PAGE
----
A message from Dr. Carlos Smith, director of diversity, equity and inclusion at the VCU School of Dentistry.

The School of Dentistry, under the auspices of both the State of Virginia and the greater Virginia Commonwealth University, recognizes Juneteenth as a state wide and university holiday on June 18, 2021. As part of the School of Dentistry‚Äôs continued commitment to diversity, equity and inclusion, we pause to celebrate and honor the Juneteenth holiday. Juneteenth is the oldest known commemoration of the end of slavery in the United States. It marks the day in 1865 that enslaved people in Galveston, Texas, the last of the former Confederate states to abolish slavery, finally heard that the Civil War had ended, and learned that the Emancipation Proclamation had made them free nearly two years earlier. You may wonder, how is this still relevant today? 

Many of the health disparities and inequities we find ourselves still combating today have their roots in the well documented historic discriminatory and racist practices and policies of yesterday. The Health Policy Institute of the American Dental Association recently released a multilayered report looking at racial disparities specific to oral health and the oral health workforce. Among the U.S. population, dental care utilization, for all age groups, shows that both Hispanics and Blacks are most likely to face cost barriers to dental care. Other notable findings included: 

  • That some career choices are influenced by race as well. For example, Black dentists (63%) are more likely to participate in Medicaid than white dentists (39%). About 50% of Hispanics, Asians and other races participate in Medicaid.
  • In 2020, white dentists made up 70.2% of the dentist workforce; 18% were Asian; 5.9% were Hispanic; and 3.8% were Black. In comparison, in 2005, white dentists made up 79.8%; Asians were 11.8%; Hispanics were 4.2%; and Black dentists made up 3.7%. Unfortunately, the percentage of Black dentist graduates is the only demographic to decrease in recent years, at less than 5% of new graduates and less than 4% of all practicing dentists, while representing over 13% of the U.S. population.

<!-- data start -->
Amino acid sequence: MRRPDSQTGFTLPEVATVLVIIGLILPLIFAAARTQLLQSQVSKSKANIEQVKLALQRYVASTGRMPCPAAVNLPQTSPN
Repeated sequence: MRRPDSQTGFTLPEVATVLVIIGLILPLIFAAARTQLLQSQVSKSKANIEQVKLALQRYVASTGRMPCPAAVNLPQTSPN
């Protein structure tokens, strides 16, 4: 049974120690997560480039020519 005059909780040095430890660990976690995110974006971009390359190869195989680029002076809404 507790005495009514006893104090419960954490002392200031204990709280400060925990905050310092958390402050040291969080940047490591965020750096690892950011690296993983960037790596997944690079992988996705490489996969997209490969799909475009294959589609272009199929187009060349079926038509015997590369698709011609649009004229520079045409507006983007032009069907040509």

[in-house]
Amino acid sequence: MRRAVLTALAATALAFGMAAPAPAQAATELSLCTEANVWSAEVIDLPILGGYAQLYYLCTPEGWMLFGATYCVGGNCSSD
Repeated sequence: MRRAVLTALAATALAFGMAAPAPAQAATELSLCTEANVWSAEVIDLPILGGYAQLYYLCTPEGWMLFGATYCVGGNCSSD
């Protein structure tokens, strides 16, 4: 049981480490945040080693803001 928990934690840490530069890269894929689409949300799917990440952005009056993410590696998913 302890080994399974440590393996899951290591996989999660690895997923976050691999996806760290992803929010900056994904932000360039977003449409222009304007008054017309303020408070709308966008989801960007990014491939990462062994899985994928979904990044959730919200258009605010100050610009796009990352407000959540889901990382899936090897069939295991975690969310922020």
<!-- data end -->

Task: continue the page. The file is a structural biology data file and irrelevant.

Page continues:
• Dental student body has diversified over time, with more Asian and Hispanic dental students. Nearly one-quarter of dental students are Asian, compared to 18% of dentists overall and 6% of the U.S. population. 
  • Educational debt levels for dental school graduates vary significantly by race. More than 20% of Asian dentists graduate with no student debt compared to less than 1% of Black dentists. Black dentists, by far, graduate with the highest levels of educational debt.

Recently, scholars, professional organizations and even the public at large have made a clarion call that racism is in and of itself, an actual public health issue. The American Medical Association, the American Public Health Association and the Centers for Disease Control and Prevention have resoundingly named racism as a threat to public health. So what role can you play? As a practicing dentist or dental hygienist, dental or dental hygiene student, resident, faculty member, staff or dental team member – each of us has an obligation to do our part in ensuring optimal oral health for all. Commit to gaining more knowledge, speak up when you see racism and discriminatory behavior at work, review your practice policies and practices to eliminate biases and always be mindful to not readily dismiss the lived experiences of others.

As we celebrate the historic freedom for many of the most vulnerable among us, let us commit to eradicating the health disparities and inequities that remain today. 

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Categories Diversity, Equity and Inclusion, News, Public Health, Schoolwide News, schoolwide news, Uncategorized
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